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Great debates rarely are (Scripps Howard News Service) September 28, 2004

Posted by daviddavenport in Newspaper Columns/Essays, Op/Eds.

The great debates between presidential candidates are generally neither great nor even debates. Nevertheless this year’s three-round match-up, which begins this week, affords John Kerry his best opportunity to close the narrow but steady lead George W. Bush holds in the polls.

Like the NFL Superbowl, which often culminates an exciting football season with a dull and predictable championship game, presidential debates feature risk-averse contenders and generate little drama. The 32 pages of debate rules negotiated by campaign lawyers prohibit the candidates from confronting each other or even asking their opponent a direct question. For this reason the debates are more accurately referred to historically as “joint appearances” by the candidates.

With the incumbent president having the most to lose in televised debates, it is a bit surprising that the Bush campaign agreed to as many as three debates. But Bush has been a strong debater in the past and the first round, which draws the largest audience, plays to his strength by focusing on foreign policy.

The challenger has the most to gain since sharing the stage with the most powerful leader in the world can be a great equalizer. As the lesser-known candidate, Kerry also has his best opportunity, with some 40 million Americans watching, to define himself and his campaign.

After Richard Nixon arrived late and tired for the first televised debate in 1960, candidates now spend several days prepping for their performance. The preparation focuses more on avoiding mistakes than on delivering knockout punches. Indeed the most memorable moments in presidential debates are the gaffes and mistakes: Richard Nixon’s sweaty appearance in a pale gray suit; Gerald Ford’s puzzling statement that Eastern Europe was not under Soviet domination; or Michael Dukakis’ cold policy response to a question about his wife.

At a more subtle level, success or failure is about meeting or beating audience expectations. For example, George W. Bush, with his reputation for mangled syntax and simple answers, exceeded voters’ modest expectations when he debated Al Gord in 2000. Ronald Reagan, who had been portrayed as an extremist when he opposed President Carter in 1980, allayed fears when he came off as gentlemanly and reasonable in the televised debates.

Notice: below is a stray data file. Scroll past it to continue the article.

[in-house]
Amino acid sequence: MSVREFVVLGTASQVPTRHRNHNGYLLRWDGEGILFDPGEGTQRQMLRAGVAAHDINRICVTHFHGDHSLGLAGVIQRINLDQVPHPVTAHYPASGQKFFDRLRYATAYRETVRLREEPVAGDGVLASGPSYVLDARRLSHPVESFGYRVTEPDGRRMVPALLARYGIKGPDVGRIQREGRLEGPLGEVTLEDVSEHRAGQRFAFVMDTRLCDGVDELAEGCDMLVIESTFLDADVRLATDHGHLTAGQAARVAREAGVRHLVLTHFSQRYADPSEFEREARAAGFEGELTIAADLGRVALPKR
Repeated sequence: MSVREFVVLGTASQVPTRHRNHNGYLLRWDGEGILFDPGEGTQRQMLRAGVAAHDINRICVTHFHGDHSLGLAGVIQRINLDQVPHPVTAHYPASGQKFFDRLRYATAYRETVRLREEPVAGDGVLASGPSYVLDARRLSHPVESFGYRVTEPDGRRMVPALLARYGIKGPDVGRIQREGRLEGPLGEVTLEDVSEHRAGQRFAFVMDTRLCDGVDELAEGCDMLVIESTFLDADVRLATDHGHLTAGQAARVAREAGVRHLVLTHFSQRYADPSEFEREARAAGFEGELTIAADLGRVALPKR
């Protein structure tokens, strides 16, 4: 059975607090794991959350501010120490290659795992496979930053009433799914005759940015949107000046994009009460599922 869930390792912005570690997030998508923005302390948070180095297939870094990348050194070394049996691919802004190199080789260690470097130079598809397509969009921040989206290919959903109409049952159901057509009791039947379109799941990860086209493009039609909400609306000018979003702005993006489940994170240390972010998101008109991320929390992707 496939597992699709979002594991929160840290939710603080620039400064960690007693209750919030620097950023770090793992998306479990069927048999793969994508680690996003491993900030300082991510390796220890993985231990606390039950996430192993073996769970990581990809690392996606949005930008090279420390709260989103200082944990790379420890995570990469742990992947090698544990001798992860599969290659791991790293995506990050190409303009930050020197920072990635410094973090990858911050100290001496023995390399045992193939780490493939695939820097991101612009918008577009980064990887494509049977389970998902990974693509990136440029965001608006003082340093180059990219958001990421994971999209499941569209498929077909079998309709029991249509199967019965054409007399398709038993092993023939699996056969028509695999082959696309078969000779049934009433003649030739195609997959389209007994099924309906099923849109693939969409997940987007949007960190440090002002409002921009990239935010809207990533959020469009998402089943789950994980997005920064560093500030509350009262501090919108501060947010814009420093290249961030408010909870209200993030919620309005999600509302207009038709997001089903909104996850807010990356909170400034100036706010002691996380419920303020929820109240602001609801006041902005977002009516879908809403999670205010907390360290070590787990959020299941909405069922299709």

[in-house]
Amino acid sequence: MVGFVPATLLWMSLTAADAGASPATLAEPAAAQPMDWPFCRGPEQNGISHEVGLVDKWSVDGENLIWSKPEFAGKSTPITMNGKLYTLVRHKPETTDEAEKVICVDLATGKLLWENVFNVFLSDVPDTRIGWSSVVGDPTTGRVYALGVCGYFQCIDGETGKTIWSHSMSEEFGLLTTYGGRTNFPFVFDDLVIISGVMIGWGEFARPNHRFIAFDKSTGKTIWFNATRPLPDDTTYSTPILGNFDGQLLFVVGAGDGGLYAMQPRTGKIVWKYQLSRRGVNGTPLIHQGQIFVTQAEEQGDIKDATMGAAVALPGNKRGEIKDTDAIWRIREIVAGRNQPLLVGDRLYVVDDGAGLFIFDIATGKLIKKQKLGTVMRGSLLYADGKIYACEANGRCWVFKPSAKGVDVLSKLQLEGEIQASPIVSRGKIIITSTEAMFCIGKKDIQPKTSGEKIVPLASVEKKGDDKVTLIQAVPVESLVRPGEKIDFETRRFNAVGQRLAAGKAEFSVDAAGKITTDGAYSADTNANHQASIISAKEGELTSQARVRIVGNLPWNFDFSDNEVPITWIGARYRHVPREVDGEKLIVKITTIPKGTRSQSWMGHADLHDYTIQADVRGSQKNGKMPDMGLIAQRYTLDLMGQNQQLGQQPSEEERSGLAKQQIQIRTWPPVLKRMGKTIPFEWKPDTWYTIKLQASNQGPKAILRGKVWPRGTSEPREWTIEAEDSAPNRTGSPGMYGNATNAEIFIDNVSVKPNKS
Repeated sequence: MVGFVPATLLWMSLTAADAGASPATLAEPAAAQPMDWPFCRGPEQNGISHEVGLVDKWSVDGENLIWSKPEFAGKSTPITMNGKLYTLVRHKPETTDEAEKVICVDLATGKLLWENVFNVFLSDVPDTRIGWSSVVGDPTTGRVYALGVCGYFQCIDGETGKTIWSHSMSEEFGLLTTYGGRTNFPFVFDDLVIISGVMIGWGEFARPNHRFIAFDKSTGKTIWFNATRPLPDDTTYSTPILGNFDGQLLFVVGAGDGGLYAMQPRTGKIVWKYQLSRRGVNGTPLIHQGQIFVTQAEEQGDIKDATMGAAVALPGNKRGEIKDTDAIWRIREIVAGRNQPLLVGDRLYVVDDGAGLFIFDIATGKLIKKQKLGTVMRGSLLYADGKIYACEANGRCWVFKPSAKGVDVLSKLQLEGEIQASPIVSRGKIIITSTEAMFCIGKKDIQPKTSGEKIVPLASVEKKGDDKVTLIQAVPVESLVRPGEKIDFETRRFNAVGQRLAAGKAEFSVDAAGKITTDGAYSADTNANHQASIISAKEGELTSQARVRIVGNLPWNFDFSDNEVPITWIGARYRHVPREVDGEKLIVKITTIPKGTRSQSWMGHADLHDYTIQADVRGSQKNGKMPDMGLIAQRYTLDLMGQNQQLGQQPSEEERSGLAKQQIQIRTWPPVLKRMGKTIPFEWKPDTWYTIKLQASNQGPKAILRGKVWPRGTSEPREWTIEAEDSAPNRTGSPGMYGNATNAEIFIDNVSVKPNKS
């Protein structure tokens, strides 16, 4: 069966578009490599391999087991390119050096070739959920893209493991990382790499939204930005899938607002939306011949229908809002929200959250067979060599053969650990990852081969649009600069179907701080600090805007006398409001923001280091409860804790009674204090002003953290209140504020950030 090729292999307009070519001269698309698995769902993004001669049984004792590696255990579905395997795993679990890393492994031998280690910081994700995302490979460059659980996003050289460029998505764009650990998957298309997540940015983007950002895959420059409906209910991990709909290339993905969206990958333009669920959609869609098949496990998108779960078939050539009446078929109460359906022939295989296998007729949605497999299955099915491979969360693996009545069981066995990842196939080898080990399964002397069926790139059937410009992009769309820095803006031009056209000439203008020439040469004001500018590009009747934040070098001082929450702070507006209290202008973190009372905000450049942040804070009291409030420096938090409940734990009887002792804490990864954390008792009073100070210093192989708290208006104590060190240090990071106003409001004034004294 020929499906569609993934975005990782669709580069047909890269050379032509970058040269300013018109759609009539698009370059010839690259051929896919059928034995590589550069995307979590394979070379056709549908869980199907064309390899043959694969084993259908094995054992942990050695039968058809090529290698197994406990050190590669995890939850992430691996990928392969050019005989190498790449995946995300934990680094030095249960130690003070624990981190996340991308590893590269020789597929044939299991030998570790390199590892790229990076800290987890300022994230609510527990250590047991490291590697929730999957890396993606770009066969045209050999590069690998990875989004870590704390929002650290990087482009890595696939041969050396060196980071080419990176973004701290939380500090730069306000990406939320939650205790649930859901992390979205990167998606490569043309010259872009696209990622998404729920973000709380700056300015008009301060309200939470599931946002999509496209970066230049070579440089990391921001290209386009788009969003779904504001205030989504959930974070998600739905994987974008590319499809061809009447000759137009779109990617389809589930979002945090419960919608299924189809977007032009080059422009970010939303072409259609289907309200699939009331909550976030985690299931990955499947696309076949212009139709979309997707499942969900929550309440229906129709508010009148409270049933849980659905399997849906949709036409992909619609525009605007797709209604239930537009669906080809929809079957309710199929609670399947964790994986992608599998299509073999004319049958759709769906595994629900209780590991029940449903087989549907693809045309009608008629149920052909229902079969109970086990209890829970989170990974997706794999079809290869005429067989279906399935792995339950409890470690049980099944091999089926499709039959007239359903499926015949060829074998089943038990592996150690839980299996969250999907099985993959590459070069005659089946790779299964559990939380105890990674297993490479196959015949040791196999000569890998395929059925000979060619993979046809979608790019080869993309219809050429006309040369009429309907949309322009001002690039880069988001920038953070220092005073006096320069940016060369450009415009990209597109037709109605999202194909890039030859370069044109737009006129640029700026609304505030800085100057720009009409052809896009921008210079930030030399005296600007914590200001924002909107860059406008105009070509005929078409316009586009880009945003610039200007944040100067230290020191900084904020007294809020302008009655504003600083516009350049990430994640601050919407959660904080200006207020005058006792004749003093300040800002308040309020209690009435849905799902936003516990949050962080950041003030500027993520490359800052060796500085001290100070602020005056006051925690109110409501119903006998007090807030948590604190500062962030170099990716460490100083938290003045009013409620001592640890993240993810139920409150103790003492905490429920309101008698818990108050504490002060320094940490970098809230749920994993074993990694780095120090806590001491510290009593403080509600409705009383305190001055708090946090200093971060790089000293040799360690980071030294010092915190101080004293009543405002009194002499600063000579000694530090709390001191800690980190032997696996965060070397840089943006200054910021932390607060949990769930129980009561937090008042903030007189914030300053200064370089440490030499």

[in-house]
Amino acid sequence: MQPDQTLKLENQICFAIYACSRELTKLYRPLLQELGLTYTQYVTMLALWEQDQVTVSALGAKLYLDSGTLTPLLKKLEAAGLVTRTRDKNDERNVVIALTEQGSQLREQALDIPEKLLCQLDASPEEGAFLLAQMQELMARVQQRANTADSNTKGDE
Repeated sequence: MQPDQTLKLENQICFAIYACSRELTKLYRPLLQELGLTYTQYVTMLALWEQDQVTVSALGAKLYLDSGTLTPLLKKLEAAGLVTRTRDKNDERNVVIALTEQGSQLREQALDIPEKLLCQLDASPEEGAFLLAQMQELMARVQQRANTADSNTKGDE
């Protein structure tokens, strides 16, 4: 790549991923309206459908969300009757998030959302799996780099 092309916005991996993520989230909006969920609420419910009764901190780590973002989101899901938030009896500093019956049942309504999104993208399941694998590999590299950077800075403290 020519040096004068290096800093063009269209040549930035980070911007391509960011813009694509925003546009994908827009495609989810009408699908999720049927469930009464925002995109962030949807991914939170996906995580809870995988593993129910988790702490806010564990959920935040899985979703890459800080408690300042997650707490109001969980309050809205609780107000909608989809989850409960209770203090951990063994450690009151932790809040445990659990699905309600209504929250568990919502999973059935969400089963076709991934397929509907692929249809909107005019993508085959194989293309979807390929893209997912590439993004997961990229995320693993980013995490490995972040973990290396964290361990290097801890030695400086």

Likewise voters respond negatively when the debates confirm their concerns about a candidate. Al Gore may have won the 2000 debates on points but lost it on style when he was too aggressive physically — invading George W. Bush’s space — and seemed condescending as he signed audibly during Bush’s remarks. George H.W. Bush appeared to be disengaged, as some voters feared, when he twice looked at his watch during the 1992 debates with Bill Clinton.

How does debate history guide our current candidates? John Kerry must avoid reinforcing voters’ concern that he is aloof, complex and wishy-washy. For example, he has articulated several positions about the war in Iraq, saying variously that whether he would have invaded is too complex and hypothetical to answer to later agreeing he would have invaded but done it differently. Most recently he has said that Iraq has been a distraction from the larger war on terrorism, implying that the invasion was a mistake.

In the debate, Kerry will have to pick a position and stick with it. Having debated in both prep school and college, he will need to resist winning debaters’ points at the expense of making unfavorable voter impressions.

George W. Bush will seek to play it safe and protect his lead. An unorthodox debater who has never lost a political debate, Bush essentially needs to be himself, something he has always done well. Viewers will watch for his trademark foibles and irritating mannerisms – misstatements, smirks and arched eyebrows. But barring a major gaffe, voters know these Bushisms and have already factored them into their assessment of him.

The big question is what impact the televised debates will have on the outcome of the election. Historically the answer has been, “very little.” Although a Pew Research Center poll reports that as many as 29 percent say the debates would make a difference in their vote, other polls showing fewer undecided voters than usual this year do not support that conclusion. Besides, the typical conservative, predictable debate will not change much.

What can be said is that, with three presidential debates and one vice presidential debate in the next two weeks, we are entering the period that — barring something unforeseen — represents John Kerry’s last real chance to overtake George W. Bush. Let the “joint appearances” begin.

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